Wicker Park Lutheran Church
January 27, 2019
Leading up to this Gospel text in Luke, the author writes about Jesus getting baptized by John the Baptist. Soon after, we are told that Jesus, full of the Holy Spirit…was led by the Spirit into the wilderness, where for forty days he was tempted by the devil.” And if we read the story we learn that Jesus was tested three times to prove he was the Son of God and when Jesus didn’t fall for it, the devil went away.
So this is where we pick up. In the text it says that Jesus was STILL “filled with the power of the Spirit” and he went to Galilee to teach in the synagogues. Then he went to Nazareth, which was where he grew up. Here again he began to teach.
This Gospel story takes place after Jesus’ baptism. And I am aware that this Gospel story was read after we witnessed Margaret’s baptism just now. Pastor Jason laid his hand on her head and prayed that God would, “Sustain Margaret with the gift of God’s Holy Spirit: the spirit of wisdom and understanding, the spirit of counsel and might, the spirit of knowledge and the fear of the Lord, the spirit of joy in God’s presence, both now and forever.”
I imagine John the Baptist laying his hand on Jesus’ head and telling him the same messages. We trust that Jesus was filled with the Holy Spirit because we are told that he is in the following two stories about him and his work. The author of Luke needed us to know that something major had changed in that previous story in order for Jesus to more publically start his ministry.
Something major had happened. There was a death. Martin Luther says in the small Catechism, when we observe a baptism or participate in a reminder of our own baptism, “the old [self] in us [is] drowned…[and] a new person daily comes forth and rises from death again.” A lot of times we talk about baptism as a washing, and it is and that imagery is beautiful AND baptism is a drowning, a death, from something old that is brought to be made new.
As I was reading this text, I was reminded of someone, who I am going to call Ken. I met Ken when I lived in England. Every Monday throughout the time I lived there I volunteered with a fellowship lunch group that used the church building I worked at. Many times, Ken would bring up something that he was frustrated about in Christianity or in the Bible.
For example one time I remember him being really passionate about how there was no way that Jesus could have been dead for three days if he was killed on Friday and rose on Sunday. The math didn’t add up to him. If you’re sitting out there trying to do the math too then I am going to say to take Pr Jason up on his offer to get a drink and sort it out there. (lol)
Now reading this scripture passage about the start of Jesus’ ministry reminded me of a Monday when Ken sat me down and said, “if Jesus was God, then why didn’t he start his ministry until he was thirty?” I stared at him silent. I didn’t have an answer for him. After realizing I had nothing to offer, he told me, “It’s because he was shown how to baptize and he was just copying John the Baptist.”
At this point I would probably recommend to Ken that he should get a drink with Pr. Jason to sort it out. But reading this passage for today did make me ask Ken’s question again. “Why didn’t Jesus start his ministry until he was thirty?” I don’t think that it was an accident that the author of Luke put the beginning of the Galilean Ministry almost immediately after Jesus’ baptism.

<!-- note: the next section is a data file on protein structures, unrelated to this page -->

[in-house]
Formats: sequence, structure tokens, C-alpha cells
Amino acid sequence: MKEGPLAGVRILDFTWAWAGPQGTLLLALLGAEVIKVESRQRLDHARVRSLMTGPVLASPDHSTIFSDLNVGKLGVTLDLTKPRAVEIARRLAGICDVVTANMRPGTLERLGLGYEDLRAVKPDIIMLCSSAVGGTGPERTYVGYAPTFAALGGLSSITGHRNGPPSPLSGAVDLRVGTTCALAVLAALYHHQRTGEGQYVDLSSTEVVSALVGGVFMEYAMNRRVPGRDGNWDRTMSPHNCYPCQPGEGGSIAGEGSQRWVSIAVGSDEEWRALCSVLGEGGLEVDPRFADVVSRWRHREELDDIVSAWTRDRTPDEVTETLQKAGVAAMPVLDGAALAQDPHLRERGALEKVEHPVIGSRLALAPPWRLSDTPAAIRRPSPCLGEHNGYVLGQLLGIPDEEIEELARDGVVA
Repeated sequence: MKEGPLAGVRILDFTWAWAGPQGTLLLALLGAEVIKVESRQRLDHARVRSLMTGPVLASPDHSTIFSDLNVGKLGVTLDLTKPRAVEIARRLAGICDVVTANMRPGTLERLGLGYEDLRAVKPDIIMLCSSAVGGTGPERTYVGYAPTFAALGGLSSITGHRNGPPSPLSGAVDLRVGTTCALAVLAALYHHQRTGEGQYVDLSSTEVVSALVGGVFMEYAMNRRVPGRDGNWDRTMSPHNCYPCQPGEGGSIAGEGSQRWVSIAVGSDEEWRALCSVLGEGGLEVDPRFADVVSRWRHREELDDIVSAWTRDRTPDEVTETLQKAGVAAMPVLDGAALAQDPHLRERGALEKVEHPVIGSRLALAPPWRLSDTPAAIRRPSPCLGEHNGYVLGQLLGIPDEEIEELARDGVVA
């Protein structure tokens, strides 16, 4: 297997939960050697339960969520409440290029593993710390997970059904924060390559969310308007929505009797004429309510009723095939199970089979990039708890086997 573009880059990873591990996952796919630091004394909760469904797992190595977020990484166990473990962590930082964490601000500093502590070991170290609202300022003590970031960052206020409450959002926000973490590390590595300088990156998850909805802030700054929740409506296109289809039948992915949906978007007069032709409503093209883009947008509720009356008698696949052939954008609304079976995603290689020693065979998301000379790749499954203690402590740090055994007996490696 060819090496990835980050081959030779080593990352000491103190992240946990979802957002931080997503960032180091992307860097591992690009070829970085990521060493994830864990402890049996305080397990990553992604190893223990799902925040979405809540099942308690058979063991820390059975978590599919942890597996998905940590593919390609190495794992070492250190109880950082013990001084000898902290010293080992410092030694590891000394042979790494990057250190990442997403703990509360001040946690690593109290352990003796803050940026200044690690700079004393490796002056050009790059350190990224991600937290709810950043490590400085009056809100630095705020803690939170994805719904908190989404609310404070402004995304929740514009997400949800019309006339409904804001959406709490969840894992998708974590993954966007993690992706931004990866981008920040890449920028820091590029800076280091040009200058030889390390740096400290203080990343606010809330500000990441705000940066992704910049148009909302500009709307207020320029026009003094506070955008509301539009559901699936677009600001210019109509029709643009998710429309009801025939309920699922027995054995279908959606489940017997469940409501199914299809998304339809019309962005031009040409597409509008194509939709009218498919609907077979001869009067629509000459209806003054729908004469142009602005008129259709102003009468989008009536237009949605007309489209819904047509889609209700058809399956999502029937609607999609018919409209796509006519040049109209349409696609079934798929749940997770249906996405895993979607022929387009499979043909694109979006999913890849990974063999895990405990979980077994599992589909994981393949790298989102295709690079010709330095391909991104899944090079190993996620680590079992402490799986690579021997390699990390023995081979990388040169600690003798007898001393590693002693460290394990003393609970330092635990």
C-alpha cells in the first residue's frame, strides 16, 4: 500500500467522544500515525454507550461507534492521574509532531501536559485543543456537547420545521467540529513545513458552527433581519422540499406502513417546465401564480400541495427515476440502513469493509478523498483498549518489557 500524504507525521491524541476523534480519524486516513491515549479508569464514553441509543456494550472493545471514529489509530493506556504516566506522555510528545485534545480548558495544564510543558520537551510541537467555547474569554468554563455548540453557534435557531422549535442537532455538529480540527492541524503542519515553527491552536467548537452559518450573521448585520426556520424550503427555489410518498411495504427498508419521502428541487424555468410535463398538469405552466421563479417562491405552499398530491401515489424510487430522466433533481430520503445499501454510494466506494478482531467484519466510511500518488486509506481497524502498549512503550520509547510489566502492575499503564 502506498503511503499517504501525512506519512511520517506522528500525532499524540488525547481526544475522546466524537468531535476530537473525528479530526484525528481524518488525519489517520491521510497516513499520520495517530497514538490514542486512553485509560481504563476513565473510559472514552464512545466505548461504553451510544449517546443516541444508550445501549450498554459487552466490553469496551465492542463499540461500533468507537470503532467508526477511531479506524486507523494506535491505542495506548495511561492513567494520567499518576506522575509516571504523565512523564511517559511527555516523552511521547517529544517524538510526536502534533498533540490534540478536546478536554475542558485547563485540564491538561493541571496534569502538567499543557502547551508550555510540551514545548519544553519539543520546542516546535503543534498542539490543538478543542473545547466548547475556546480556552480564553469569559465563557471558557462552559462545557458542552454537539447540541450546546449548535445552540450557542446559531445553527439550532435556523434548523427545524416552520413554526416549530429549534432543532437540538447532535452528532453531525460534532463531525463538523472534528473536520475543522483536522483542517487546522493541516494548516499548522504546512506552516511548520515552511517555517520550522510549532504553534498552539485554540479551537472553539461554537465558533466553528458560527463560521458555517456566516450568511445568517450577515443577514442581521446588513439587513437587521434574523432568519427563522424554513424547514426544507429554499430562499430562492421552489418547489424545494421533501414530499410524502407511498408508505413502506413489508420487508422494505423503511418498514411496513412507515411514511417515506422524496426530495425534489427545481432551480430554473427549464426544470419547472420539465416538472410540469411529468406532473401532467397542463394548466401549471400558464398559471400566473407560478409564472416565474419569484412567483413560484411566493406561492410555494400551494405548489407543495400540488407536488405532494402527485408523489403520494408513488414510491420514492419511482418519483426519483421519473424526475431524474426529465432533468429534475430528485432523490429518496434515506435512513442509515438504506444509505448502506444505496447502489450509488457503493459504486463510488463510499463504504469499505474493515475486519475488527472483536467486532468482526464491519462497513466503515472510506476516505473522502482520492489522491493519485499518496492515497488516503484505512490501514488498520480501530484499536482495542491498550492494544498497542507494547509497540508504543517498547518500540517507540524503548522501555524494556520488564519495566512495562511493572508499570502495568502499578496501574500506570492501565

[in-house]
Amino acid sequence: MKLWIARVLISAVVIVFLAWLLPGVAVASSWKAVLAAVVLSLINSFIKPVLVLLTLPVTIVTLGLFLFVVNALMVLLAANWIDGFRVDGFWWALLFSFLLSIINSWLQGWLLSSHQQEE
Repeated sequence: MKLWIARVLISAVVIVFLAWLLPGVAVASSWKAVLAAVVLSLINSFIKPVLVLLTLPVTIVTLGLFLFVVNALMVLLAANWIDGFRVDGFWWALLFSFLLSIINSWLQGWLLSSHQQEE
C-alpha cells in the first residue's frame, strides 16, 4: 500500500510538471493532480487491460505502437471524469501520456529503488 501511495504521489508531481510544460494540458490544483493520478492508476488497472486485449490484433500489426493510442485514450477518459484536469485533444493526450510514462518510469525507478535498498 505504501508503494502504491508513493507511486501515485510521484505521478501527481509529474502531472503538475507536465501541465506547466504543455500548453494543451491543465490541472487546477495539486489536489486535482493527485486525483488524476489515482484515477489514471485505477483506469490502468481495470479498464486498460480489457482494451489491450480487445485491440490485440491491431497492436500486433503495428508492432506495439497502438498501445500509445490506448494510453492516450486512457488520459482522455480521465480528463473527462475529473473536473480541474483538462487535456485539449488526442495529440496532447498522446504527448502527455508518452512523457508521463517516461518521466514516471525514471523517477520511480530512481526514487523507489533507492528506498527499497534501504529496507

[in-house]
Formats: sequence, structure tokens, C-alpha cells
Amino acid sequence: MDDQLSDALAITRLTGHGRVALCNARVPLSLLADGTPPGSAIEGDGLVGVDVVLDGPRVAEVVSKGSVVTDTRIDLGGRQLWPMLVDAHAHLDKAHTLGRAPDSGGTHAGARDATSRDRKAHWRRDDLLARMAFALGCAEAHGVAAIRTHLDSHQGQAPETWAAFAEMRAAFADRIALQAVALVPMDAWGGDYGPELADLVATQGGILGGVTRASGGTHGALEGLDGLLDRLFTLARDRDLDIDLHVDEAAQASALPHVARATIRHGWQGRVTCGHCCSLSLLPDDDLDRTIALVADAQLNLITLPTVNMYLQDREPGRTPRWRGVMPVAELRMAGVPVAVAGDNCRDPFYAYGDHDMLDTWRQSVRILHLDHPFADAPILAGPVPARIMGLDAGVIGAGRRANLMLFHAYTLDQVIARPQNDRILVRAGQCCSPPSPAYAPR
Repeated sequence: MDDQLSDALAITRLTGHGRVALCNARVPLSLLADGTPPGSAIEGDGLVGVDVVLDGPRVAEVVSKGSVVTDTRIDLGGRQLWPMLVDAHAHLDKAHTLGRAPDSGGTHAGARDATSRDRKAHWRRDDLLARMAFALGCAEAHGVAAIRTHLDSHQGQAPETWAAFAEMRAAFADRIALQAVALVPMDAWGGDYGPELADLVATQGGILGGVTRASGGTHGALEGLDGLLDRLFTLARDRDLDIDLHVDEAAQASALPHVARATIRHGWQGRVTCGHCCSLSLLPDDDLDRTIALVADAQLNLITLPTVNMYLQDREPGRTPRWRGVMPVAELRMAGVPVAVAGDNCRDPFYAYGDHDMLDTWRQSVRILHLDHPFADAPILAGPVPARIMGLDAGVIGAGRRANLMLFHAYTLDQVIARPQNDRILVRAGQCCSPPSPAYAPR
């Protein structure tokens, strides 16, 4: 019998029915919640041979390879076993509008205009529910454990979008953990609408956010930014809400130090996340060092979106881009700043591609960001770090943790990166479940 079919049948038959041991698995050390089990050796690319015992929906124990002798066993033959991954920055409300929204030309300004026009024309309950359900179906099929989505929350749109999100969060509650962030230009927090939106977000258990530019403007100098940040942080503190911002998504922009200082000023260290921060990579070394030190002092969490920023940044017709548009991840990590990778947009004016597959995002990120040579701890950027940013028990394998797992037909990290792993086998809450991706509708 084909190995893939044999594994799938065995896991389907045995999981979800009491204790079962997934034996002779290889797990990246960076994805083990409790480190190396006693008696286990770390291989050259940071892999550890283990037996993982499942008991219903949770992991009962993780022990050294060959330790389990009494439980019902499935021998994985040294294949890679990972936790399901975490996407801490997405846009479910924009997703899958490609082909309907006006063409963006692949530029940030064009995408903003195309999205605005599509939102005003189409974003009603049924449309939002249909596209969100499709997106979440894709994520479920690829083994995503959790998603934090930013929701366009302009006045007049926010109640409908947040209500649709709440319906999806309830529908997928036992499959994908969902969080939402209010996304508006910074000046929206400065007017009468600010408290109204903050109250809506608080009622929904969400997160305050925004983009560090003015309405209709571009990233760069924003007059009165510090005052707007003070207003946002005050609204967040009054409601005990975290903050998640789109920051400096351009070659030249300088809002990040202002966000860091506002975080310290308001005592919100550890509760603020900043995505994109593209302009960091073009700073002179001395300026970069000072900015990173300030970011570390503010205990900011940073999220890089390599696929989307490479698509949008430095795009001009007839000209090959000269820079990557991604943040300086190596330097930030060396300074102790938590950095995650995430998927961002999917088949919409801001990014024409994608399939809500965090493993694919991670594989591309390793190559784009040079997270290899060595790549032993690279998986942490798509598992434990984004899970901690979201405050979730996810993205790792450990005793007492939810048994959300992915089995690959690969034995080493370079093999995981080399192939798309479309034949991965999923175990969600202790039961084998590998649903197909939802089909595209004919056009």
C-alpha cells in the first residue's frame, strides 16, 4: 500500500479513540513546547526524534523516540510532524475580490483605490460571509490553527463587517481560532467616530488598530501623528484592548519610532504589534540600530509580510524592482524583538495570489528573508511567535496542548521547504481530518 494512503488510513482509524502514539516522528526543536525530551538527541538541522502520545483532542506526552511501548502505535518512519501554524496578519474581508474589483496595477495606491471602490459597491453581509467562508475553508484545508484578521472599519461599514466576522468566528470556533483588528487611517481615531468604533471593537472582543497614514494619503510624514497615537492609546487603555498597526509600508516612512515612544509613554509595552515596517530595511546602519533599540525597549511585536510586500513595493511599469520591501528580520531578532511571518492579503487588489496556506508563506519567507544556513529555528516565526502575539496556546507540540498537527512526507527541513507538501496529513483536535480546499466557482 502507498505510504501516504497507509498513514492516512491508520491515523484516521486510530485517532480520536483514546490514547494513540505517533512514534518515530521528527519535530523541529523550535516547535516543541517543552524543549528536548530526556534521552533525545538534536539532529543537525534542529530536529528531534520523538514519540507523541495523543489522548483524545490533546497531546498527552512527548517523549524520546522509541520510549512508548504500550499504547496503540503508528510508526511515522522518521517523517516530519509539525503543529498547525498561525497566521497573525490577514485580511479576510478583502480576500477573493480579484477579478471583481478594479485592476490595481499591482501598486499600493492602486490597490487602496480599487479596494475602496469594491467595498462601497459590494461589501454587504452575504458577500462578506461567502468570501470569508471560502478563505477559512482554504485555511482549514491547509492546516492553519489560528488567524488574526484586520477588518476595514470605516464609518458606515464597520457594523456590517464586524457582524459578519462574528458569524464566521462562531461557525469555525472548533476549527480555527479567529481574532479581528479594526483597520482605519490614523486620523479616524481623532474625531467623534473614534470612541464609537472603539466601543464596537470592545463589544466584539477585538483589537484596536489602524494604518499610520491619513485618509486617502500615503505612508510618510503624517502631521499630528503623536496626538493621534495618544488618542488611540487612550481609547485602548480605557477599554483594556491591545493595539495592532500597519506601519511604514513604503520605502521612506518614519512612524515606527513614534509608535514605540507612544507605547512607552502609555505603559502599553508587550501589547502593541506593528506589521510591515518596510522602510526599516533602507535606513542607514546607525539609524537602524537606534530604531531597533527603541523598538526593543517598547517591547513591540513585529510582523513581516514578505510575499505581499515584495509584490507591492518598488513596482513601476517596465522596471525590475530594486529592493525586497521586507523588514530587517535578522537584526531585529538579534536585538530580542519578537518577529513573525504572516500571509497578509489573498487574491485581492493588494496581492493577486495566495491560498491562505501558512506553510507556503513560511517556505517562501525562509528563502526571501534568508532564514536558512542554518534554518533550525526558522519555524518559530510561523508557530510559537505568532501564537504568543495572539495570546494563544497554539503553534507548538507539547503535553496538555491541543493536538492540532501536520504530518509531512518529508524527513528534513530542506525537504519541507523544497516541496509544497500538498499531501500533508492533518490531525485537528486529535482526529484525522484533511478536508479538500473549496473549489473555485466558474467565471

Before Jesus went to teach and heal and perform miracles, “the old [self] in [him] drowned…[and] a new person [came] forth and [rose] from death again.” He was filled with the power of the Holy Spirit. This dying allowed for something new to be birthed. For something new to begin.
Jesus died and came back to life “sustain[ed] with the gift of God’s Holy Spirit: the spirit of wisdom and understanding, the spirit of counsel and might, the spirit of knowledge and the fear of the Lord, the spirit of joy in God’s presence.”
For Jesus that looked like going to Galilee and going to Nazareth to proclaim to all that would listen that good news would be brought to the poor. To proclaim that the captives would be released, that the blind would be able to see. To proclaim that the oppressed would go free.
[But let me ask you this]
What needs to die in your life so that something new can be birthed?
What needs to die so that something new can begin?
On a personal level, maybe what needs to die in my life is my fear of losing relationships even when they have proven to be toxic. Maybe what needs to die in my life is the amount of time that I spend on my phone and not in community with the people around me. Maybe what needs to die in my life is the lie that I am not enough.
On a national level, maybe what needs to die is the fear of people that live beyond an invisible border. Maybe what needs to die is the amount of federal workers who have been waiting for their paycheck [that number is eight hundred thousand, by the way]. Maybe what needs to die is the lie that white supremacy does not exist.
Through baptism, which we can be reminded of daily, “the old [self] in us [is] drowned…[and] a new person daily comes forth and rises from death again. Lean into the death so that you may be made new.
Daily we are
rebirthed in God’s love and grace, set free to proclaim good news to the
poor, release to the captives, recovery of sight to the blind, and freedom to
 Luke 4: 1-2
 WPLC Leader’s Guide 1/27/19
 Small Catechism Part 4: 4
 Luke 4: 14
 WPLC Leader’s Guide 1/27/19
 Luke 4:18
 Small Catechism Part 4: 4
 Luke 4: 18